Thursday, May 6, 2010


Firstly, regarding my recent dilemma over the spell paralyzation: I have decided to leave it as is. Characters have it rough enough in the brutality of the older editions; they need all the help they can get. Don't mess around with bards or illusionists... they can enspell you forever.

My previous post got me thinking... why do I dislike "arty" games? I went through an arty game phase, didn't I? I used to view this hobby as one primarily dedicated to the telling of stories. What happened?

I think games are games. They are not mediums to tell stories, or to create art, or to challenge social norms. Look at the earliest of them and it is painfully obvious they were meant to be entertainment, and most of them fairly non-serious.

Now, some people, at some point, wanted art or stories or whatever. Some wanted games that resembled anime. Some wanted games that had the narrative structure of a TV show. Most of these wants had to be addressed by creating games with mechanics that corral the play of the game to fit into whatever conceptual lens the writers were pining for.


Some games state these goals but do nothing, mechanically, to chase them. They use "standard" game design, and thus they tend to produce a kind of cognitive dissonance in the players. My earliest taste of this was when I was a senior in high school and I purchased the Robotech RPG from Palladium. The game uses Palladium's rules set with no allowance for the anime/cinematic context of Robotech. Therefore, you get a Robotech game that looks like Robotech but doesn't play like Robotech.

The argument might be made (and indeed it has in this neck of Blogaria) that White Wolf games claim a desire to be all about story, but mechanically aren't much different from "ordinary" role-playing games. (VtM had Humanity, but that's really just a heavy-handed stand-in for alignment)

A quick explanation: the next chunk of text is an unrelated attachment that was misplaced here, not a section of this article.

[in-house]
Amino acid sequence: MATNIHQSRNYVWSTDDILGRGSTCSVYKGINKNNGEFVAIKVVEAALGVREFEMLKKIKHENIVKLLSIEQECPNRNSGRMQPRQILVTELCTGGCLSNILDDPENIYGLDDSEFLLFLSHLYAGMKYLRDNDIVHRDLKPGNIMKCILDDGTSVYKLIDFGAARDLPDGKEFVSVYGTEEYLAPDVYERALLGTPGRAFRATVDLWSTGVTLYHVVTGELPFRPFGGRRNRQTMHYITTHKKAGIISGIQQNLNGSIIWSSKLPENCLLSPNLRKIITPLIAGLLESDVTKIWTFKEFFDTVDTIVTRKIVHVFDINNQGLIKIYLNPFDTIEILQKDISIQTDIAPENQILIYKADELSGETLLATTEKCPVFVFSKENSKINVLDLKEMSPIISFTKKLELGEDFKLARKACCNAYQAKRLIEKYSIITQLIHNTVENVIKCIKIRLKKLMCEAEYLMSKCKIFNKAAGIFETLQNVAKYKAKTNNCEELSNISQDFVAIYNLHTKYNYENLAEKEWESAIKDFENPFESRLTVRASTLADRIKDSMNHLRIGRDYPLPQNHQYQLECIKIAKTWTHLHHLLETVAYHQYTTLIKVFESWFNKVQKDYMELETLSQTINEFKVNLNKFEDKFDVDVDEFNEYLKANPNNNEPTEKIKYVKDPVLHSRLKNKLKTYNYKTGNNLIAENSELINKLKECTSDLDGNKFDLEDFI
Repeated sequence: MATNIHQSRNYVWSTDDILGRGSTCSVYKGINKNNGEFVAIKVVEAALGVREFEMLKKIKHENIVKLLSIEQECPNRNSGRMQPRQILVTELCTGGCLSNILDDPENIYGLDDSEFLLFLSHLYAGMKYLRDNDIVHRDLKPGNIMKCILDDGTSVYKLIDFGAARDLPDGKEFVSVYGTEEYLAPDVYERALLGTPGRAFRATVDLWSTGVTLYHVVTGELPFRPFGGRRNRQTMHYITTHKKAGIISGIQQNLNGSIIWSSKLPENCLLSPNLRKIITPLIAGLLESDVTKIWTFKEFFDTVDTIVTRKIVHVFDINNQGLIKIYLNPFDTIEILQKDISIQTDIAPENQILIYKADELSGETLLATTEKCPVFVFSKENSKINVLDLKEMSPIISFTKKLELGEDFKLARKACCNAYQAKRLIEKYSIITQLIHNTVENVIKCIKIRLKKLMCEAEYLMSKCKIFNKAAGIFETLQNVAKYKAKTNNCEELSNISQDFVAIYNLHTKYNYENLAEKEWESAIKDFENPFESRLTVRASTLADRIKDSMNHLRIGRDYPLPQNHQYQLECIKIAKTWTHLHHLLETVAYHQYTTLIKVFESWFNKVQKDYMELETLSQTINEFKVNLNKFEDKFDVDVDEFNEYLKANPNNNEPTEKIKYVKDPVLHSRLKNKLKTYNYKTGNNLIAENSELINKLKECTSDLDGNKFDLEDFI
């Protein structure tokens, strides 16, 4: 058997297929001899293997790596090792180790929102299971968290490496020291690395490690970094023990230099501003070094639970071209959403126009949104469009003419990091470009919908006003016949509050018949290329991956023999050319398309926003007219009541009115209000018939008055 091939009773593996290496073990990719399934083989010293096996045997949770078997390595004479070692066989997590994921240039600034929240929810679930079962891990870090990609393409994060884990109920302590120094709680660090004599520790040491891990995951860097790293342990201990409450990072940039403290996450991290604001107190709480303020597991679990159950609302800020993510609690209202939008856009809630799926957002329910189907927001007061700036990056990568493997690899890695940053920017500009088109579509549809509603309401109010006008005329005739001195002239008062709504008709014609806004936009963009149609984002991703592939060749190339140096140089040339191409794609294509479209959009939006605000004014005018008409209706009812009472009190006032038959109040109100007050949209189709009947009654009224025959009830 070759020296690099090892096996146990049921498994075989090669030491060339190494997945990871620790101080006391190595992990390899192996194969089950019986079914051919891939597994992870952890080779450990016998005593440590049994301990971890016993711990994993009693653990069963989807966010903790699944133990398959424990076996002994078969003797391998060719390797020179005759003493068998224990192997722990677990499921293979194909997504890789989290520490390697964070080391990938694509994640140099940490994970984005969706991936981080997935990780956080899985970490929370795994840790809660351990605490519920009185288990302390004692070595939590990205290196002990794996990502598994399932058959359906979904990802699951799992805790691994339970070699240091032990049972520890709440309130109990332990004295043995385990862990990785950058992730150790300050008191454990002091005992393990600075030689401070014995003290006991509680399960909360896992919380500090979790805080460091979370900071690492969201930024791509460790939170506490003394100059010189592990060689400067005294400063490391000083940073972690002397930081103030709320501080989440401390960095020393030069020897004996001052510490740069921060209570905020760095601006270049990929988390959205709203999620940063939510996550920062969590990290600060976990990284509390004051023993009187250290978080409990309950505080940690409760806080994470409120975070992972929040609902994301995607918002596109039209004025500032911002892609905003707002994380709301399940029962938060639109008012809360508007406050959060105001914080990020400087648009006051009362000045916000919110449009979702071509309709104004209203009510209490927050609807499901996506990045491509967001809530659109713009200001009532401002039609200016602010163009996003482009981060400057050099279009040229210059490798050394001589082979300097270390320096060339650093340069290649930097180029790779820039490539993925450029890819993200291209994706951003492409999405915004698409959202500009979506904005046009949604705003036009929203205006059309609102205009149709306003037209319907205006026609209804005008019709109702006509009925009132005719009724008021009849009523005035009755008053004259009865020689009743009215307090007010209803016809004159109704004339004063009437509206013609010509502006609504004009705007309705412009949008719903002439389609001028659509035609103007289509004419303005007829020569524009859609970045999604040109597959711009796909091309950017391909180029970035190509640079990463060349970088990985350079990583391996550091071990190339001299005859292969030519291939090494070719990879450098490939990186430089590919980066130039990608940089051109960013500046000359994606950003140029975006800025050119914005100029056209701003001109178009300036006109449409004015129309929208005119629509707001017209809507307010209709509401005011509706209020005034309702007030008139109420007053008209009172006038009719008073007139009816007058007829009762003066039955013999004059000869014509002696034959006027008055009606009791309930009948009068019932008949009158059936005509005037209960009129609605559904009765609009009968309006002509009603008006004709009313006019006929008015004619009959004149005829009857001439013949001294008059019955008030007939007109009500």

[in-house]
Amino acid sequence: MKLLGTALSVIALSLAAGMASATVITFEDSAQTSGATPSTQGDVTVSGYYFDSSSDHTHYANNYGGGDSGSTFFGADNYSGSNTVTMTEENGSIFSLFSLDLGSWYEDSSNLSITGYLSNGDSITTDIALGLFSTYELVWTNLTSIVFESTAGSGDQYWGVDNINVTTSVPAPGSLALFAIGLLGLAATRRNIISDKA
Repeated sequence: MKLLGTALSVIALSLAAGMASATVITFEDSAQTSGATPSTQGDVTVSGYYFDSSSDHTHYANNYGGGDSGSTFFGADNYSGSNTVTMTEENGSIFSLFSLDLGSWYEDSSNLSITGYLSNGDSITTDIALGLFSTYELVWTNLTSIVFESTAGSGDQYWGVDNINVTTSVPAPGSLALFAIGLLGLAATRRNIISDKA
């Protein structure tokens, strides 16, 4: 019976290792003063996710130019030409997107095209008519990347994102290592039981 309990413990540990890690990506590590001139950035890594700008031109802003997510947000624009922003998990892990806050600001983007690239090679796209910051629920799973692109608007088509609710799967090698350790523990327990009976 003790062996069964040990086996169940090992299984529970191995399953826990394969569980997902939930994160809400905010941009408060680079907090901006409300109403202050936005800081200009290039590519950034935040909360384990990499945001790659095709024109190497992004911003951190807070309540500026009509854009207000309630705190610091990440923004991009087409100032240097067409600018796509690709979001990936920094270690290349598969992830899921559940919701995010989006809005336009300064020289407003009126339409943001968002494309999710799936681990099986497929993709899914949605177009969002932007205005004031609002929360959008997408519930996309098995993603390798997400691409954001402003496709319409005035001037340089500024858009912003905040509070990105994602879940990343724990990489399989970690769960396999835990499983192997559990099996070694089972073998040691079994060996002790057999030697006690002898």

I think most failed games/campaigns come from this kind of dissonance between what is expected and what is delivered. Game Masters burn out on games that don't deliver what they thought or that make it difficult for their "vision" to play out as intended. A microcosm of this is the player who comes to the Vampire table with sword wielding badass on the character sheet, ready to play something like Blade or Ultraviolet when the GM is ready to run something along the lines of The Hunger or, gods help us, Twilight.

I think my tastes changed when I moved here and all anyone wanted to play was d20. For three years, I played ball, and while I finally burned out on it forever, I did learn something during my d20 years: the game is a game, and story is frosting on the cake. I found that I enjoyed, most of all, making up imaginary places and people and seeing how people reacted to them. I found that I liked the exploration aspect a lot better than trying to create some kind of soap opera or TV show. I found that a mechanically solid game that you could hang a narrative on was a lot more satisfying to me than a game where the narrative was the goal and the mechanics were specialized to produce this goal. I find a lot of the Nu-school games do just that, and often they are too narrowly focused to hold much interest for me. (Grey Ranks, Contender, etc.) Many of the extreme new school games get a little too close to theater for me, much like LARPing... and hey, there's nothing wrong with theater (I was in a couple of plays in high school and I loved my acting classes in college), but that's not what I'm trying to do when I game, you dig?

Again, anyone who wants to call me unsophisticated is probably right; I'd rather stock a cave full of orcs and traps and let my players romp through it than explore what it means to be human (at the gaming table, anyway.) If you want to make art, then by all means, feel free...but don't save me a seat.

1 comment:

  1. Role-playing games are a tool to allow us to tell stories. Specifically, stupid stories.